Autonomous driving technology firm TuSimple has successfully completed China’s first fully autonomous run of a semi-truck on open public roads without a human in the vehicle and without human intervention, the company announced earlier this month.
The new run was conducted on public roads and approved by the Shanghai government. It included the Yangshan Deep-Water Port Logistics Park, which is designed to accommodate the world’s largest container ships, and Donghai Bridge, one of the longest cross-sea bridges in the world. In February, Shanghai became the first city in China to pass legislation to allow tests of automated trucks with level 4 autonomy — that is, the ability to act without any human intervention in the vast majority of situations.
TuSimple became one of the first companied to receive a fully driverless test license in China earlier in June. Over the course of roughly 62 kilometers, TuSimple’s autonomous truck navigated complex road and weather conditions in both urban and highway environments within the port area. This included traffic signals, on-ramps, off-ramps, lane changes, emergency-lane vehicles, partial lane closures, fog, and crosswinds.
In order to ensure public safety, the TuSimple team worked closely with government regulators and law enforcement and implemented a safety vehicle to ensure security during the run. As of June, TuSimple China, a subsidiary of TuSimple, has accumulated more than 600,000 kilometers of test mileage, achieving zero incidents and road violations.
San Diego-based TuSimple accomplished the world’s first completely driverless semi-truck run on open public roads in 2021, with the vehicle beginning its 80-minute run from a large railyard in Tucson, Arizona. The class 8 truck, the heaviest class, traveled more than 80 miles on surface roads and highways at night to safely arrive at a high-volume distribution center in the Phoenix metro area.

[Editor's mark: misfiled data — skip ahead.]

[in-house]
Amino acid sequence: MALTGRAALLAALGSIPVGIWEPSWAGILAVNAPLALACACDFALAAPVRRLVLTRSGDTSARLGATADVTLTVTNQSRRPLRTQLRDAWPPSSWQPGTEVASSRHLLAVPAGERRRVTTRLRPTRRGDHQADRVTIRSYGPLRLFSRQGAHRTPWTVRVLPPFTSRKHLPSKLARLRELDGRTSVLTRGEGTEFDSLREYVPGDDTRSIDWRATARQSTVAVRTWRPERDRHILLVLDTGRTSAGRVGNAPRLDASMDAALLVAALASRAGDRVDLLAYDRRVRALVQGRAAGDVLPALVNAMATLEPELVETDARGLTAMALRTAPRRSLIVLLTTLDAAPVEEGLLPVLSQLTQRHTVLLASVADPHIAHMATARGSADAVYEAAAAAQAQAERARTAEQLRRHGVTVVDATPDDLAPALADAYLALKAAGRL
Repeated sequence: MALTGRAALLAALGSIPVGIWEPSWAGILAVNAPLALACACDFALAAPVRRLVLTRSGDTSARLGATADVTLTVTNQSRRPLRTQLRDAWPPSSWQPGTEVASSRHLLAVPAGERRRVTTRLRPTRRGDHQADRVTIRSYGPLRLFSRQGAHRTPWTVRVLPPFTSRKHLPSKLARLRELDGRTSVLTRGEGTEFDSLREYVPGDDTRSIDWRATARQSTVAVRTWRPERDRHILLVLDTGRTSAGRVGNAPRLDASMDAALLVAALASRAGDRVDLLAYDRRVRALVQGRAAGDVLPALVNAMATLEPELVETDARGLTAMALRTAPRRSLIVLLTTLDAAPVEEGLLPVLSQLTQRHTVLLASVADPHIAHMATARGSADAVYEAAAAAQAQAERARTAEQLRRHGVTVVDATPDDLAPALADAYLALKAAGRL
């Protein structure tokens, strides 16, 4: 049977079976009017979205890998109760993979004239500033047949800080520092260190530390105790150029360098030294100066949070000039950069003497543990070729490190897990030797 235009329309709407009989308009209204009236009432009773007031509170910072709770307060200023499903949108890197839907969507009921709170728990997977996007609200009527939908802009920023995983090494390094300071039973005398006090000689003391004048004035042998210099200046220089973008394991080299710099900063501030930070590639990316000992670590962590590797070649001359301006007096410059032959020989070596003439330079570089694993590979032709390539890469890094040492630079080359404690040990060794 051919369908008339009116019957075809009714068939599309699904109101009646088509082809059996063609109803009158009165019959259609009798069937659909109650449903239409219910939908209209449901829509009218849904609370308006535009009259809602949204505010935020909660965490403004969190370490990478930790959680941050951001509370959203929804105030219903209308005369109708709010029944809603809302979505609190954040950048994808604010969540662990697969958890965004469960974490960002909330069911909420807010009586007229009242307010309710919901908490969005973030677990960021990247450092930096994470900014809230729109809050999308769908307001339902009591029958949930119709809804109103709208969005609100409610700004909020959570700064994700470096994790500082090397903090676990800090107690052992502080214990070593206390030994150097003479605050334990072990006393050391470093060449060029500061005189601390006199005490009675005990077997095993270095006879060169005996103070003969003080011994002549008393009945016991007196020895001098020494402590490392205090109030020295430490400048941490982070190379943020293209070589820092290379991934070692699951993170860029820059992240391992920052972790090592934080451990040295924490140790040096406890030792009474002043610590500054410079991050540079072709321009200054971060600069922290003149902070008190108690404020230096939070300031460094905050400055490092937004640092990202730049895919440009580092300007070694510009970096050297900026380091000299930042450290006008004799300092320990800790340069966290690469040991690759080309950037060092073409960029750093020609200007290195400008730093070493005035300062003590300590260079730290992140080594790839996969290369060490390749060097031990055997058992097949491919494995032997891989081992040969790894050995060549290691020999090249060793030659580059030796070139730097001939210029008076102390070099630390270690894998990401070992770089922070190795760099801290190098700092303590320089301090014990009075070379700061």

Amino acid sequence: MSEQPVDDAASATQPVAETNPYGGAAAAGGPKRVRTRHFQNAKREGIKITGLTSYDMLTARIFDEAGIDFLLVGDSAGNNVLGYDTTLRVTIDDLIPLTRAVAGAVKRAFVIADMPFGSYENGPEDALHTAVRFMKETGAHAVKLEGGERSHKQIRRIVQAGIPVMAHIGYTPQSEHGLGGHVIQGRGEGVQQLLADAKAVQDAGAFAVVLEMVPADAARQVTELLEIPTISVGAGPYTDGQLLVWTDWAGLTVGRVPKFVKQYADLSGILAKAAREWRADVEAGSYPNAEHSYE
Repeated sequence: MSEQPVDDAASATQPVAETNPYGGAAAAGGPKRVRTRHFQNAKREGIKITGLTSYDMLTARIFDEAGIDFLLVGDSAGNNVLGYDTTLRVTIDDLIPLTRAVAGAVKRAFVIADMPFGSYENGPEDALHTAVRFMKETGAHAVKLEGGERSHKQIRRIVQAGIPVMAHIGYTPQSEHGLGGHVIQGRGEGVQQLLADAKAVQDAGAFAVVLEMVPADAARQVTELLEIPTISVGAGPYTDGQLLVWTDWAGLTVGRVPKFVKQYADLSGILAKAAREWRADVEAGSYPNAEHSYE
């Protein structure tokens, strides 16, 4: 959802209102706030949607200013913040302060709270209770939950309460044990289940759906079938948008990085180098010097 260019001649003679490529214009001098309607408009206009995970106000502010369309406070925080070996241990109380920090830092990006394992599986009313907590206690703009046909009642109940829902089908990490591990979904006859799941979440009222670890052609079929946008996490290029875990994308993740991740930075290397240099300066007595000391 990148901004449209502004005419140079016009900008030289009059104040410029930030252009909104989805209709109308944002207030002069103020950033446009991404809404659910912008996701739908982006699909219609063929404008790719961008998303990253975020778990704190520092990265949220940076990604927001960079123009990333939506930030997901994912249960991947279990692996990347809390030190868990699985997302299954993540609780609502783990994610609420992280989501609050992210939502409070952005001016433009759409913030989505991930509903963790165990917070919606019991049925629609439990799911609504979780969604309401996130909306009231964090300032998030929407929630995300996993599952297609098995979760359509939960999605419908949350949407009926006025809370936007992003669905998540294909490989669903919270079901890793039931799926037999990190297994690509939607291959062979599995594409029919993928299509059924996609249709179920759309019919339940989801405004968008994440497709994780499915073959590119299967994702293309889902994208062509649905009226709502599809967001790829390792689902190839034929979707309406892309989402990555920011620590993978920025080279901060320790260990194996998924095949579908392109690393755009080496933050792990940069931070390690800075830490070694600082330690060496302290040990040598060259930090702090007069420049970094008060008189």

“Being the first to conduct a driver-out run in China is a significant milestone,” Cheng Lu, president and CEO of TuSimple, said in a statement. “Following on from our successful driver-out run in the United States in 2021, this accomplishment marks another pivotal breakthrough for TuSimple and further underscores our leadership in the autonomous driving industry.”
Similarly, in June, TuSimple began level 4 autonomous test runs with trucks on Japan’s most critical freight corridor, which connects the major cities of Tokyo, Nagoya and Osaka. Japan’s freight industry faces a serious challenge of driver shortage and aging population, with Japan’s Ministry of Internal Affairs and Communications reporting in 2022 that 45.2 percent of the drivers in the country’s transportation industry were aged 50 or older. The Japanese government is planning to launch a self-driving lane on some sections of the New Tomei Expressway by 2024, and will allow commercial operation of level 4 fully autonomous trucks in 2026, TuSimple noted.
“Self-driving technology is a promising solution to the driver shortage issue that Japan’s logistics industry faces,” Lu said in a statement. “We aim to actively build business partnerships with local companies and develop the technology that will meet local customer demand. We are dedicated to providing the most reliable, safe and efficient autonomous truck solutions for the long-haul transportation industry.”
TuSimple has made a number of advances in recent years, such as becoming the first autonomous driving company to list on a stock exchange in 2021. In March, it announced its trucks have driven more than 10 million cumulative miles.
However, TuSimple has faced many recent setbacks as well. In May, it announced it was laying off about 30 percent of its global workforce to preserve cash. This followed a layoff of 25 percent of the company’s total workforce in December, about two weeks after its partnership with Navistar to develop autonomous trucks dissolved. In May, TuSimple also reported it faced a delisting notice from the Nasdaq for failing to file its quarterly report on time.
In addition, in March, TuSimple’s co-founder Xiaodi Hou resigned from the company’s board, with an SEC filing revealing an internal company investigation into claims that Hou was approaching TuSimple employees about leaving TuSimple to join a new venture of his. Moreover, according to an October report in The Wall Street Journal, TuSimple is facing probes from the FBI, the SEC and the Committee on Foreign Investment in the U.S. (CFIUS) over its relationship with Hydron, a hydrogen-powered trucking company led by TuSimple co-founder Mo Chen and backed by Chinese investors.